The biggest favour the Kremlin could provide it's dutiful and loyal comrades was promotion within the hierarchy. And then you realize, a little too late that you had just sold your soul to the red devil. Personnel action equals death. Dominika initially started out as a true patriot, a loyal rezidente working for what once was known as the KGB, but now referred to as the Russian Intelligence Service. After years of living under Russian bureaucracy and witnessing established policies centered on abuse of power and constant strong-arming towards innocent citizens and businesses, Dominika has made it a point to get revenge for Russian beastliness. Taken in by the CIA, together with Nathaniel Nash, Marty Gable, and Tom Forsyth they have put together a mission called Project Diva which will feature Dominika as the star of the show. Dominika will be required to go back to her motherland (or rodina) to penetrate the red shield, get inside the Kremlin by infiltrating the SVR, gain President Putin's trust and hopefully bite her tongue in the process. She will have to battle behind the scenes with one of the most sociopathic, paranoid, tyrannical, rampaging top ranking Russian officials, that is in fact not named Putin.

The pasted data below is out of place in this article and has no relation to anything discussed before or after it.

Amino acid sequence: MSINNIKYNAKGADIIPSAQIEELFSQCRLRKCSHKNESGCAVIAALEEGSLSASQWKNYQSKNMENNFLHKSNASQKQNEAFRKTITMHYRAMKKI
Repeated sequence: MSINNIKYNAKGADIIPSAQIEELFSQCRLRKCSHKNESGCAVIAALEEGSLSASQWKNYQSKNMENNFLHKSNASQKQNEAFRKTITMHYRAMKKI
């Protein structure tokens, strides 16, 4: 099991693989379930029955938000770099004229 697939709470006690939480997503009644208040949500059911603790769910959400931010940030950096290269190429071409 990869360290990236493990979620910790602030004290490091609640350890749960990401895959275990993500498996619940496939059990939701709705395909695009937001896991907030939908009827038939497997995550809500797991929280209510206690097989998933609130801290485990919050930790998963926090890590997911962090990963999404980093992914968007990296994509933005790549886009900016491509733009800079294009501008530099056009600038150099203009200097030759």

""Dominika shuddered inside herself. The Kremlin. Majestic buildings, gilded ceilings, soaring halls, all filled to the rafters with deceit, rapacious greed, and cruelty. A Palace of Treason. And now Dominika - another sort of traitor - was coming to the palace, to smile and lick the impassive face of the tsar.""

While Dominika is working her way in the inside of the Kremlin, Nathaniel and his crew are working on there own mission in Washington. They are looking to foil Iran's plans to acquire parts that would make them have nuclear potential in a single year. As the plan unfolds the team realizes they have a mole of their own inside the CIA. Denied a promotion that is given to a rather unknown entity is a definite deflation of ego, for Sebastian Angevine, this was all he needed to welcome himself to his palace of treason and a future in espionage.

""At the end of their walk, she watched Thorstad in his ridiculous, wide brimmed slap a trudge up Thirty-First Street NW towards the lights of M street. Zarubina hoped this TRITON was intelligent. It didn't reassure her that he had chosen a code name for himself - a worrying possible indicator of the ego of a megalomaniac. Besides monarch of the sea, ""triton"" in Russian meant 'newt.' Not exactly the most heroic cryptonym for an agent, thought Zarubina, but perhaps naming oneself after a squirmy amphibian will prove to be apt.""